Draft Mode    [Toc]    [Back]
       Writing groff macros is easy when the escaping mechanism is temporarily
       disabled.   In groff, this is done by enclosing the macro definition(s)
       into a pair of .eo and .ec requests.  Then the body in the macro  definition
  is  just like a normal part of the document -- text enhanced by
       calls of requests, macros, strings, registers, etc.  For  example,  the
       code above can be written in a simpler way by

	      .eo
	      .ds midpart was called with
	      .de print_args
	      .  tm \f[I]\$0\f[] \*[midpart] \n[.$] arguments:
	      .  tm \$*
	      ..
	      .ec

       Unfortunately,  draft  mode cannot be used universally.	Although it is
       good enough for defining normal macros, draft mode will fail  with  advanced
  applications,  such  as	indirectly defined strings, registers,
       etc.  An optimal way is to define and test all macros in draft mode and
       then do the backslash doubling as a final step; do not forget to remove
       the .eo request.

   Tips for Macro Definitions    [Toc]    [Back]
       o Start every line with a dot, for example, by using the groff  request
	 .nop  for  text lines, or write your own macro that handles also text
	 lines with a leading dot.

	 .de Text
	 .  if (\\n[.$] == 0) \
	 .    return
	 . nop \)\\$*[rs]
	 ..

       o Write a comment macro that works both for copy-in and draft mode; for
	 as  escaping  is  off	in draft mode, trouble might occur when normal
	 comments are used.  For example, the following macro just ignores its
	 arguments, so it acts like a comment line:

	 .de c
	 ..
	 .c This is like a comment line.

       o In  long  macro definitions, make ample use of comment lines or empty
	 lines for a better structuring.

       o To increase readability, use groff's  indentation  facility  for  requests
  and macro calls (arbitrary whitespace after the leading dot).

   Diversions    [Toc]    [Back]
       Diversions can be used  to  realize  quite  advanced  programming  constructs.
   They	are comparable to pointers to large data structures in
       the C programming language, but their usage is quite different.

       In their simplest form, diversions are multi-line strings, but they get
       their  power  when  diversions are used dynamically within macros.  The
       information stored in a diversion can be retrieved by calling  the  diversion
 just like a macro.

       Most  of the problems arising with diversions can be avoided if you are
       conscious about the fact that  diversions  always  deal	with  complete
       lines.	If  diversions	are  used  when  the  line buffer has not been
       flashed, strange results are produced; not knowing  this,  many	people
       get desperate about diversions.	To ensure that a diversion works, line
       breaks should be added at the right places.  To be on the secure  side,
       enclose	everything  that has to do with diversions into a pair of line
       breaks; for example, by amply using .br requests.  This rule should  be
       applied	to  diversion  definition, both inside and outside, and to all
       calls of diversions.  This is a bit of overkill, but it works nicely.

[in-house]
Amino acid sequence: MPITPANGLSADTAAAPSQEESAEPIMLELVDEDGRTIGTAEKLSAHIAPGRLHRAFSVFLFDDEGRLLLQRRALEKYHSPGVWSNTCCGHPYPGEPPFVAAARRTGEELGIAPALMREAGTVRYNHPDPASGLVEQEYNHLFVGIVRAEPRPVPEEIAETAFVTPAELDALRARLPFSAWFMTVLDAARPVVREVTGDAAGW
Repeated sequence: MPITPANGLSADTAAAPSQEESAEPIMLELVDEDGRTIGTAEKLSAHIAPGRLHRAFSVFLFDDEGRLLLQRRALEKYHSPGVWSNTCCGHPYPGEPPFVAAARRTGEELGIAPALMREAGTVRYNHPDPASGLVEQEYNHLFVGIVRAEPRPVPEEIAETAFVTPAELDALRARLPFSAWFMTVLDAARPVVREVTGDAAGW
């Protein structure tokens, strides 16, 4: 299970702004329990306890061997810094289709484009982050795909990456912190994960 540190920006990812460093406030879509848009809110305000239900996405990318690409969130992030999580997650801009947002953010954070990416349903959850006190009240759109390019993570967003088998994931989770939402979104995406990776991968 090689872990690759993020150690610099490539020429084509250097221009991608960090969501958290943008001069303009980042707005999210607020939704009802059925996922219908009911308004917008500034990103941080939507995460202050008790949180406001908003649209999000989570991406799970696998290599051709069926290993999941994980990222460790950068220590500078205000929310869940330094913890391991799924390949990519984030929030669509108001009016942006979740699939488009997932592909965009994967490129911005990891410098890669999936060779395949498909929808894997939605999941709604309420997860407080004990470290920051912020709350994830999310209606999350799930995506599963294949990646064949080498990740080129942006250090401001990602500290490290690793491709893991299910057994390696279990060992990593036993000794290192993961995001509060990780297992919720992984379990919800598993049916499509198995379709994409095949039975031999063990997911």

[If you really need diversions which should ignore the current  partial
       line,  use environments to save the current partial line and/or use the
       .box request.]

       The most powerful feature using diversions  is  to  start  a  diversion
       within a macro definition and end it within another macro.  Then everything
 between each call of this macro pair is stored within the	diversion
 and can be manipulated from within the macros.

FILES    [Toc]    [Back]

       All  macro  names  must be named name.tmac to fully use the tmac mechanism.
  tmac.name as with classical packages is possible	as  well,  but
       deprecated.

       The  macro  files  are  kept in the tmac directories; a colon separated
       list of these constitutes the tmac path.

       The search sequence for macro files is (in that order):

       o the directories specified with troff/groff's -M command line option

       o the directories given in the $GROFF_TMAC_PATH environment variable

       o the current directory (only if in unsafe mode, which  is  enabled  by
	 the -U command line switch)

       o the home directory

       o a  platform-specific directory, being /usr/share/tmac in this installation


       o a    site-specific    (platform-independent)	  directory,	 being
	 /usr/share/tmac in this installation

       o the main tmac directory, being /usr/share/tmac in this installation

ENVIRONMENT    [Toc]    [Back]

       $GROFF_TMAC_PATH
	      A  colon	separated list of additional tmac directories in which
	      to search for macro files.  See the previous section for	a  detailed
 description.

AUTHOR    [Toc]    [Back]

       Copyright (C) 2000, 2001, 2002, 2003 Free Software Foundation, Inc.

       This document is distributed under the terms of the FDL (GNU Free Documentation
 License) version 1.1 or later.  You should  have  received  a
       copy of the FDL on your system, it is also available on-line at the GNU
       copyleft site <http://www.gnu.org/copyleft/fdl.html>.

       This document is part of groff, the  GNU  roff  distribution.   It  was
       written	by  Bernd Warken <bwarken@mayn.de>; it is maintained by Werner
       Lemberg <wl@gnu.org>.

SEE ALSO    [Toc]    [Back]

      
      
       A complete reference for all parts of the groff system is found in  the
       groff info(1) file.

       groff(1)
	      an overview of the groff system.

       groff_man(7),
       groff_mdoc(7),
       groff_me(7),
       groff_mm(7),
       groff_mom(7),
       groff_ms(7),
       groff_www(7).
	      the groff tmac macro packages.

       groff(7)
	      the groff language.

       The Filesystem Hierarchy Standard is available at the FHS web site
       <http://www.pathname.com/fhs/>.



Groff Version 1.19		  1 May 2003			 GROFF_TMAC(5)